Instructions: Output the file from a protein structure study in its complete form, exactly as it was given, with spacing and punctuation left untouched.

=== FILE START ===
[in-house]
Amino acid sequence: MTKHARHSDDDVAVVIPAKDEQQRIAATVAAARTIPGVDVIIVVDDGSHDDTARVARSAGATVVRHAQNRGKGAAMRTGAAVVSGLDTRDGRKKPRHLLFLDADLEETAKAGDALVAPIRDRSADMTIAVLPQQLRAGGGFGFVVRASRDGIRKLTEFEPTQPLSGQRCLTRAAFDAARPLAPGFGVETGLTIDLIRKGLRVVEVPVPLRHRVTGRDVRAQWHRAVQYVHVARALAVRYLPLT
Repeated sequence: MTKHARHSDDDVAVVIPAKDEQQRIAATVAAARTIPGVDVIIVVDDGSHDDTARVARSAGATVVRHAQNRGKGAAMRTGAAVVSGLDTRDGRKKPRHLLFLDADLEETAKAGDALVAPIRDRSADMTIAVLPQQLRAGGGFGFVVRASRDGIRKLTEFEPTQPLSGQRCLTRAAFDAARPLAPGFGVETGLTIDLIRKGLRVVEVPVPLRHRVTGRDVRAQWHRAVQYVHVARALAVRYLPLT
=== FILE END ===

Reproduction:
[in-house]
Amino acid sequence: MTKHARHSDDDVAVVIPAKDEQQRIAATVAAARTIPGVDVIIVVDDGSHDDTARVARSAGATVVRHAQNRGKGAAMRTGAAVVSGLDTRDGRKKPRHLLFLDADLEETAKAGDALVAPIRDRSADMTIAVLPQQLRAGGGFGFVVRASRDGIRKLTEFEPTQPLSGQRCLTRAAFDAARPLAPGFGVETGLTIDLIRKGLRVVEVPVPLRHRVTGRDVRAQWHRAVQYVHVARALAVRYLPLT
Repeated sequence: MTKHARHSDDDVAVVIPAKDEQQRIAATVAAARTIPGVDVIIVVDDGSHDDTARVARSAGATVVRHAQNRGKGAAMRTGAAVVSGLDTRDGRKKPRHLLFLDADLEETAKAGDALVAPIRDRSADMTIAVLPQQLRAGGGFGFVVRASRDGIRKLTEFEPTQPLSGQRCLTRAAFDAARPLAPGFGVETGLTIDLIRKGLRVVEVPVPLRHRVTGRDVRAQWHRAVQYVHVARALAVRYLPLT